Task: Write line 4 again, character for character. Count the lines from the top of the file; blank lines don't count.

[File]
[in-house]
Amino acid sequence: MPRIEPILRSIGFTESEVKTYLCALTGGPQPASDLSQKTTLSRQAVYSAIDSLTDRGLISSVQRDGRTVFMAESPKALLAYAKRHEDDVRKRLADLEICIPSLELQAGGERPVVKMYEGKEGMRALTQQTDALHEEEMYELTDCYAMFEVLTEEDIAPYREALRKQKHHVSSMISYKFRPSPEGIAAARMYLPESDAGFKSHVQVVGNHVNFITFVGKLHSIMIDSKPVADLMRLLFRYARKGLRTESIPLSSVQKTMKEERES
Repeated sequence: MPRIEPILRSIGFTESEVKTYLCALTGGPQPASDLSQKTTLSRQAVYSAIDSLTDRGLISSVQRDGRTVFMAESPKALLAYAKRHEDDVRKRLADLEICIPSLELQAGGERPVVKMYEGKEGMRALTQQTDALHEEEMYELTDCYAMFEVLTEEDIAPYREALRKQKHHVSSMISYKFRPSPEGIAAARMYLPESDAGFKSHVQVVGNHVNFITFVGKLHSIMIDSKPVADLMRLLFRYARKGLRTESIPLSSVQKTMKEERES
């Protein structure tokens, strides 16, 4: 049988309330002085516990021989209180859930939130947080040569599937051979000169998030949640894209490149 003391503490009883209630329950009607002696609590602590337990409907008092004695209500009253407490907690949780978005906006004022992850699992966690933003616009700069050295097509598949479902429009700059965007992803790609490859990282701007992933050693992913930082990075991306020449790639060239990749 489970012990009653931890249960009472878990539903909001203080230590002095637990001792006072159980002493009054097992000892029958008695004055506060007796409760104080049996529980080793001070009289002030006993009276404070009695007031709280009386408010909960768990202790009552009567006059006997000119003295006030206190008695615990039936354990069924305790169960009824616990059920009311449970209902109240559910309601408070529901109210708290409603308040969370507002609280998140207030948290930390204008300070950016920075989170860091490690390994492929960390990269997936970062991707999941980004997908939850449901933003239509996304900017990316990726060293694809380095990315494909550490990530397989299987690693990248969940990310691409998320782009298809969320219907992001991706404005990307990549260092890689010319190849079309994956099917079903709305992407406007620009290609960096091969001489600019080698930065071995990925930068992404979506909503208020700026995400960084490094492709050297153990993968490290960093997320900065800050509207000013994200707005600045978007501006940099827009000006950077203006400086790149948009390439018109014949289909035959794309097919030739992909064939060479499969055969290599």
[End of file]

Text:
């Protein structure tokens, strides 16, 4: 049988309330002085516990021989209180859930939130947080040569599937051979000169998030949640894209490149 003391503490009883209630329950009607002696609590602590337990409907008092004695209500009253407490907690949780978005906006004022992850699992966690933003616009700069050295097509598949479902429009700059965007992803790609490859990282701007992933050693992913930082990075991306020449790639060239990749 489970012990009653931890249960009472878990539903909001203080230590002095637990001792006072159980002493009054097992000892029958008695004055506060007796409760104080049996529980080793001070009289002030006993009276404070009695007031709280009386408010909960768990202790009552009567006059006997000119003295006030206190008695615990039936354990069924305790169960009824616990059920009311449970209902109240559910309601408070529901109210708290409603308040969370507002609280998140207030948290930390204008300070950016920075989170860091490690390994492929960390990269997936970062991707999941980004997908939850449901933003239509996304900017990316990726060293694809380095990315494909550490990530397989299987690693990248969940990310691409998320782009298809969320219907992001991706404005990307990549260092890689010319190849079309994956099917079903709305992407406007620009290609960096091969001489600019080698930065071995990925930068992404979506909503208020700026995400960084490094492709050297153990993968490290960093997320900065800050509207000013994200707005600045978007501006940099827009000006950077203006400086790149948009390439018109014949289909035959794309097919030739992909064939060479499969055969290599």